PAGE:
Have you ever worked in a group or team? How did the team function? What was the demographic makeup of the team, and how did you all get along?
Creating an effective work team is by no means a simple task, and can involve getting the right group of people together, setting appropriate goals, using the right leadership style, and more. Although not a complete solution, the following tips might help spark some ideas on creating your own effective work team.
1) Avoid over-cohesiveness
Naturally, most of us feel more comfortable with people who are similar to us. We tend to get along well with people who have similar preferences and tastes, or those who may be of similar age, race, or other demographics. However in work groups and teams, too much cohesion or lack of diversity can be detrimental and costly to the organization.
A highly cohesive team is great, but oftentimes there is a point where the team is so cohesive it impedes the organization’s performance. Instead of worrying about the company’s goals, team members strive for whatever is in the team’s best interest, which may or may not coincide with organizational goals.
For example, a team might strive to finish work early everyday so they can go out for drinks, or a team might get so caught up socializing with their peers that their work output suffers.
By composing a diverse team with varying demographics that is moderately cohesive, a broader range of ideas can be taken into perspective and quite often can lead to new solutions or ways of thinking.
2) Look at the less obvious demographic categories
Just a few decades ago, diversity in the workplace simply meant working with people of different ethnicities or racial backgrounds. Today there are many different categories that relate to diversity, such as gender, sexual preference, religion, education, ethnicity, and more,
Two of the most important yet often overlooked demographics are differences in age and differences in economic upbringing.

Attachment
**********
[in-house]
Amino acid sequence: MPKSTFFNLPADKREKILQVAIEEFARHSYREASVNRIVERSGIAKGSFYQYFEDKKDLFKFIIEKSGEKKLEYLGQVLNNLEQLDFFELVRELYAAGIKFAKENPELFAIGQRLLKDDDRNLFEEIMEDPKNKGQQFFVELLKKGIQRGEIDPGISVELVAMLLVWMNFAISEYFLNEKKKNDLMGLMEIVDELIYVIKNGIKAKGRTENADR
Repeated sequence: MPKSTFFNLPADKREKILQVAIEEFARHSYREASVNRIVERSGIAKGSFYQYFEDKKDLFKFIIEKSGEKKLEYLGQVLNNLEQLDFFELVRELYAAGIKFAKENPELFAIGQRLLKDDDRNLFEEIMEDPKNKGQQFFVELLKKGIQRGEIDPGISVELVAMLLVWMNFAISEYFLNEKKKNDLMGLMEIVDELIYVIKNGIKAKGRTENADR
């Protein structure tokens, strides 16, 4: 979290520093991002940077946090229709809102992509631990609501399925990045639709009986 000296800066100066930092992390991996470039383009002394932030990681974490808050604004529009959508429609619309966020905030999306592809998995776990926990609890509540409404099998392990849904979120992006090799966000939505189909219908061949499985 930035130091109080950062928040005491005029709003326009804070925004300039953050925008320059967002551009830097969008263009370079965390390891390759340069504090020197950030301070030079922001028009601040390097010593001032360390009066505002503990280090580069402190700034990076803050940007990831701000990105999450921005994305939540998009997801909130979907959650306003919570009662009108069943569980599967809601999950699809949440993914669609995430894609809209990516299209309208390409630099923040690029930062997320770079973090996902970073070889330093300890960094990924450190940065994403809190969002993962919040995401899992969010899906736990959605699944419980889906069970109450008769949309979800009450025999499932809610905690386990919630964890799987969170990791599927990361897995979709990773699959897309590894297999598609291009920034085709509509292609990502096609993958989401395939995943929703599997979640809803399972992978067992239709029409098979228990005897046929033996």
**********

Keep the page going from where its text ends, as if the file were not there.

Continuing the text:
First, it seems that some organizations avoid hiring older individuals, or are finding ways to relieve older workers of their duties because they will likely be exiting the workforce relatively soon, and may be entitled to pensions or retirement plans.
Older individuals might not be so up to date with current trends, but their experience and knowledge can be of paramount importance; their opinions and points of view are definitely worth listening to. Similarly, young people also have unique perspectives, ideas, and ways of thinking, yet organizations are still weary of hiring people with little experience.
Second, a diverse team may also come from varying economic backgrounds. Even if a team is composed of ethnically diverse members, if they were all raised in middle class society, went to high school then directly to college, they will probably think and act similarly.
Having people from both ends of the economic spectrum will definitely provide a broader range of ideas, although there could be some trouble seeing eye to eye. Providing clear goals and leadership can be the best way to help a team reach their targets.
3) Provide clear goals and leadership
Forming or being part of a work team can be difficult, especially if clear goals are not specified. Make sure that every member of the team fully understands the goals and strategies to reach those goals. If clear-cut goals are not defined, the output may be less than expected.
Furthermore, a fitting leadership style is also necessary. Who is the team leader? Is the team going to be self-managed, or will they report to a superior? Depending on the group or team dynamics, a leader may have to be stern, compassionate, empathetic, and more. Lead by example, and let team members take ownership of their tasks and hold each other accountable for their actions.
These are just a few important items to consider when creating or managing an effective work team. Have you had experience in a work team before, or are you part of one now? What has your experience taught you? We’d love to hear your opinions.